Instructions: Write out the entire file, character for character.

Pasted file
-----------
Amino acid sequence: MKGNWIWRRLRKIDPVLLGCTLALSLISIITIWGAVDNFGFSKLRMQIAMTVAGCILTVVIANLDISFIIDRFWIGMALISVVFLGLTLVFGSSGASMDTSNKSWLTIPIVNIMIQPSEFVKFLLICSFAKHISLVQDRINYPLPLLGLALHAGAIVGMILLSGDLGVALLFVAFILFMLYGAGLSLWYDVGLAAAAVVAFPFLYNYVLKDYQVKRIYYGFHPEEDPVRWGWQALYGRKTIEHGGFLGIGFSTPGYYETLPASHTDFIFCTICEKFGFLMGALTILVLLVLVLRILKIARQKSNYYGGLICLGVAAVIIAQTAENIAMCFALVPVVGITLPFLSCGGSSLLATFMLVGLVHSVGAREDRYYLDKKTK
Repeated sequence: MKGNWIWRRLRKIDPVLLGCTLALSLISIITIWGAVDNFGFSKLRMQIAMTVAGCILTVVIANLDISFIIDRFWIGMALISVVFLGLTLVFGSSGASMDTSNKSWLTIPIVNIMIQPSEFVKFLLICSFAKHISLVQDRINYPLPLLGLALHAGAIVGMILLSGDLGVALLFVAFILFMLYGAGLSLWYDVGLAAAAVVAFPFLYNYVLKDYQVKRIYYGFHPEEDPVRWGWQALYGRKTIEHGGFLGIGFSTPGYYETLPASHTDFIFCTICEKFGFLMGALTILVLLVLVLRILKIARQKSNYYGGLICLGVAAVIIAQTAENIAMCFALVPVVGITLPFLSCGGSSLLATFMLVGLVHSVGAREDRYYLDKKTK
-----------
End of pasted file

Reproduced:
Amino acid sequence: MKGNWIWRRLRKIDPVLLGCTLALSLISIITIWGAVDNFGFSKLRMQIAMTVAGCILTVVIANLDISFIIDRFWIGMALISVVFLGLTLVFGSSGASMDTSNKSWLTIPIVNIMIQPSEFVKFLLICSFAKHISLVQDRINYPLPLLGLALHAGAIVGMILLSGDLGVALLFVAFILFMLYGAGLSLWYDVGLAAAAVVAFPFLYNYVLKDYQVKRIYYGFHPEEDPVRWGWQALYGRKTIEHGGFLGIGFSTPGYYETLPASHTDFIFCTICEKFGFLMGALTILVLLVLVLRILKIARQKSNYYGGLICLGVAAVIIAQTAENIAMCFALVPVVGITLPFLSCGGSSLLATFMLVGLVHSVGAREDRYYLDKKTK
Repeated sequence: MKGNWIWRRLRKIDPVLLGCTLALSLISIITIWGAVDNFGFSKLRMQIAMTVAGCILTVVIANLDISFIIDRFWIGMALISVVFLGLTLVFGSSGASMDTSNKSWLTIPIVNIMIQPSEFVKFLLICSFAKHISLVQDRINYPLPLLGLALHAGAIVGMILLSGDLGVALLFVAFILFMLYGAGLSLWYDVGLAAAAVVAFPFLYNYVLKDYQVKRIYYGFHPEEDPVRWGWQALYGRKTIEHGGFLGIGFSTPGYYETLPASHTDFIFCTICEKFGFLMGALTILVLLVLVLRILKIARQKSNYYGGLICLGVAAVIIAQTAENIAMCFALVPVVGITLPFLSCGGSSLLATFMLVGLVHSVGAREDRYYLDKKTK